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Birmingham-Jefferson County Transportation Authority - Advanced Transportation and Congestion Management Technologies Deployment Initiative Grant Application - Mobile Proximity Fare Collection

Application Planning Considerations

Period of Performance and Deployment Plan

The period of performance for this project is planned to begin in 2018 and complete in 2021, with the 2021 calendar year being utilized largely to evaluate the project's implementation and ensure project developers are readily engaged in the 2021 World Games. The project timeline and key activities are captured in Figures 16 through 19.

Figure 16. 2018 Process and Flow Time

Figure 16. 2018 Process and Flow Time

Figure 17. 2019 Process and Flow Time

Figure 17. 2019 Process and Flow Time

Figure 18. 2020 Process and Flow Time

Figure 18. 2020 Process and Flow Time

Figure 19. 2021 Process and Flow Time

Figure 19. 2021 Process and Flow Time

Federal Involvement

Substantial Federal involvement including technical assistance and guidance is requested. We appreciate that this is a research grant. To support the effective project documentation and evaluation we are proposing to engage a national leader in transportation research, the University of Alabama at Birmingham Sustainable Smart Cities Research Center (SSCRC) to be the primary party responsible for project evaluation and documentation. They will act as an objective, on-site observer for the ATCMTD program staff, ready to engage in any project data requests in a timely and effective manner. The planned interactions are shown in Figures 11-14, delineated as red squares.

Model Deployment

Recognizing that the award is to develop a model deployment site for large scale installation and operations of advanced transportation technologies to improve safety, efficiency, system performance, and infrastructure return on investment, we have engaged a key partner whose sole responsibility will be to support this critical ATCMTD goal, the UAB SSCRC.

The UAB SSCRC integrates health, socio-economic impacts, and infrastructure design for the purpose of developing innovative solutions for sustainable smart cities and communities. The diverse faculty participating in the program specializes in disciplines that work together to develop tools for sustainable infrastructure design. Sustainable smart cities are environmentally friendly, with reduced costs and an increased quality of life. These areas preserve the natural environment, are energy efficient, provide access to health services, and are economically sound with engaged citizens.

Figure 20. UAB SSCRC Logo

Figure 20. UAB SSCRC Logo

The SSCRC will be a valuable component of this proposed project. Students participating in the Master's Degree program will carefully study the integrated transportation system created by this project. Through their research, these students will evaluate the technologies and applications used to determine the resulting impacts on safety, efficiency, and sustainable movement both along the interstate system and through the public transit system. The research will prove the effectiveness of the mobile application in reducing traffic congestion, increasing the use and ease of public transit, and simplifying the lives of the Birmingham area residents. This research will further demonstrate the economic and environmental benefits of reducing congestion and pollution and increasing the efficiency and reliability of the region's workforce.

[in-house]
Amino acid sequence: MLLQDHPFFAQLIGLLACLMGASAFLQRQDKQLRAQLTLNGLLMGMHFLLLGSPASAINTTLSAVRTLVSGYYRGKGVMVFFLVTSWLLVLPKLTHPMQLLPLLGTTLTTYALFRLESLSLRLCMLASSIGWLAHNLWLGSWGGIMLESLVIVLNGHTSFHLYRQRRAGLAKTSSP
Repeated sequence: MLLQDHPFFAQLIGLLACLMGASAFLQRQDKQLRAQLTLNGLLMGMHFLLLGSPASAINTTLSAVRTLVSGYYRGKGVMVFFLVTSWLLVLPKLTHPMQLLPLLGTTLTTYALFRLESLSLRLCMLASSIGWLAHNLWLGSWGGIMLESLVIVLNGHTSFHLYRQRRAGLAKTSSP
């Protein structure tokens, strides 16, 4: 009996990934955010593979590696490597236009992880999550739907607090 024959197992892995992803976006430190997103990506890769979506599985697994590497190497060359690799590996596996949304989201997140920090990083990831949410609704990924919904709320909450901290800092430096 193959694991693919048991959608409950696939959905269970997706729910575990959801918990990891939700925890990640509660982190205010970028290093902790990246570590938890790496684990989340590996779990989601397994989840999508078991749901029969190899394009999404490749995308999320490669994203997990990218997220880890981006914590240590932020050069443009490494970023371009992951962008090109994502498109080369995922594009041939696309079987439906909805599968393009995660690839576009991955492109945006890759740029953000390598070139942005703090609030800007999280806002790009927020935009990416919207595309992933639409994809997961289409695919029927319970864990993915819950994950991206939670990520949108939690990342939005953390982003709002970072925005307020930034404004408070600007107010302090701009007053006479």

Through this research and analysis, students participating in the Master's program will provide reports on their findings that will analyze the impact of this project on the city and surrounding areas. Other cities and communities throughout the country will then be able to utilize such reports to reproduce this technology for their transit systems. The program students will be able to collaborate with partners throughout the country to further develop and utilize this technology across various systems, all while furthering the concept and purpose of both this grant and the SSRC.

Proposal Management

The BJCTA has well-established business systems to manage grant, financial, and compliance management. These systems are subject to Federal Transit Agency Triennial Reviews as well as regular accounting audits. The BJCTA is in good standing and qualifies for continued federal grant funding and had no significant findings in the most recent regular audit.

Mobile Proximity Fare Collection Tool (MPFCT) is a complex application involving many aspects of BJCTA as an agency to integrate the concept into the existing fare collection and bus operations system. The development of the MPFCT will be supported by the services of a technical consultant to be engaged by BJCTA and supported by the City of Birmingham's Information Management System (IMS) department.

The overall effort for BJTCA will be Redacted                                                                                                                                                                          
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Figure 21 - Redacted BJCTA Staff Chart

Figure 21. BJCTA Staff

Beyond BJCTA staff, Figure 22 shows key project participants:

Figure 22. Kay Participants - BJCTA, STRADA Professional Services, Owner's Agent, Arriv. IO, Parking Integrator, Avail, BJCTA Mobile Data Terminal Developer, City of Birmingham IT Department, UAB SSCRC

Figure 22. Kay Participants

Description of geographic area or jurisdiction the deployment will service

Located in a dramatic physical landscape, Birmingham (Figure 23) is the county seat of Jefferson County and is the largest city in Alabama. Birmingham was founded in 1871 at the crossing of two railroad lines and quickly grew to become the center of industry in the southern United States. As coal, iron ore, and limestone were prevalent throughout the region, it was only natural that the city became known for its iron and steel production. This important piece of infrastructure was, and still is, a key component of the city's development as an industrial powerhouse.